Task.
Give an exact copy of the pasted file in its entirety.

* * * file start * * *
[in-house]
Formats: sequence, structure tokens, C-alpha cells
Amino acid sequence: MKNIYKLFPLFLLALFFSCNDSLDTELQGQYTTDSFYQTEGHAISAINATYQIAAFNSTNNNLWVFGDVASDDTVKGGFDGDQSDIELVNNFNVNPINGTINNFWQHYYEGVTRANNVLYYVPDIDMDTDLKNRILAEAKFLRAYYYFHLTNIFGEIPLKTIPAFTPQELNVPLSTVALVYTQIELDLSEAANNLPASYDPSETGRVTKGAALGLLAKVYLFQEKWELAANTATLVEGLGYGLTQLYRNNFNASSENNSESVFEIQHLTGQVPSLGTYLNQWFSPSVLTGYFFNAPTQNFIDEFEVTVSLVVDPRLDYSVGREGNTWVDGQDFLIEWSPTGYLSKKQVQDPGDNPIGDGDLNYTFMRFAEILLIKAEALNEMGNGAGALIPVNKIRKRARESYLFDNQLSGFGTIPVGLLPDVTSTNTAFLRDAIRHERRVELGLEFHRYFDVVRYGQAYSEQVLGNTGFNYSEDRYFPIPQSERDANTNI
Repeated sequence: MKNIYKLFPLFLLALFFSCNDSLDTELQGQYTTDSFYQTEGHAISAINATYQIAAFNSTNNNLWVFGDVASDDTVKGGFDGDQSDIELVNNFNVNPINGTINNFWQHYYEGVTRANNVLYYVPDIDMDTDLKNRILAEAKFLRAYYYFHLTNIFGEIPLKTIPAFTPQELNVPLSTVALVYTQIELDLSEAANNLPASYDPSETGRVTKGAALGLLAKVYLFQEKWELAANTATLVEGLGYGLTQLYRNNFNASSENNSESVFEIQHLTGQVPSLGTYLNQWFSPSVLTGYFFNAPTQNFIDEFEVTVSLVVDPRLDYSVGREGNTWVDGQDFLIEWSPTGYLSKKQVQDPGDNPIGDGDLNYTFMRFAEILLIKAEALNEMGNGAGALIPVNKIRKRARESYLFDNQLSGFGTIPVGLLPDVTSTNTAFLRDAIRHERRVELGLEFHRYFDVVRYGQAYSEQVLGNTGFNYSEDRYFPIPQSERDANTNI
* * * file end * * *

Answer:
[in-house]
Formats: sequence, structure tokens, C-alpha cells
Amino acid sequence: MKNIYKLFPLFLLALFFSCNDSLDTELQGQYTTDSFYQTEGHAISAINATYQIAAFNSTNNNLWVFGDVASDDTVKGGFDGDQSDIELVNNFNVNPINGTINNFWQHYYEGVTRANNVLYYVPDIDMDTDLKNRILAEAKFLRAYYYFHLTNIFGEIPLKTIPAFTPQELNVPLSTVALVYTQIELDLSEAANNLPASYDPSETGRVTKGAALGLLAKVYLFQEKWELAANTATLVEGLGYGLTQLYRNNFNASSENNSESVFEIQHLTGQVPSLGTYLNQWFSPSVLTGYFFNAPTQNFIDEFEVTVSLVVDPRLDYSVGREGNTWVDGQDFLIEWSPTGYLSKKQVQDPGDNPIGDGDLNYTFMRFAEILLIKAEALNEMGNGAGALIPVNKIRKRARESYLFDNQLSGFGTIPVGLLPDVTSTNTAFLRDAIRHERRVELGLEFHRYFDVVRYGQAYSEQVLGNTGFNYSEDRYFPIPQSERDANTNI
Repeated sequence: MKNIYKLFPLFLLALFFSCNDSLDTELQGQYTTDSFYQTEGHAISAINATYQIAAFNSTNNNLWVFGDVASDDTVKGGFDGDQSDIELVNNFNVNPINGTINNFWQHYYEGVTRANNVLYYVPDIDMDTDLKNRILAEAKFLRAYYYFHLTNIFGEIPLKTIPAFTPQELNVPLSTVALVYTQIELDLSEAANNLPASYDPSETGRVTKGAALGLLAKVYLFQEKWELAANTATLVEGLGYGLTQLYRNNFNASSENNSESVFEIQHLTGQVPSLGTYLNQWFSPSVLTGYFFNAPTQNFIDEFEVTVSLVVDPRLDYSVGREGNTWVDGQDFLIEWSPTGYLSKKQVQDPGDNPIGDGDLNYTFMRFAEILLIKAEALNEMGNGAGALIPVNKIRKRARESYLFDNQLSGFGTIPVGLLPDVTSTNTAFLRDAIRHERRVELGLEFHRYFDVVRYGQAYSEQVLGNTGFNYSEDRYFPIPQSERDANTNI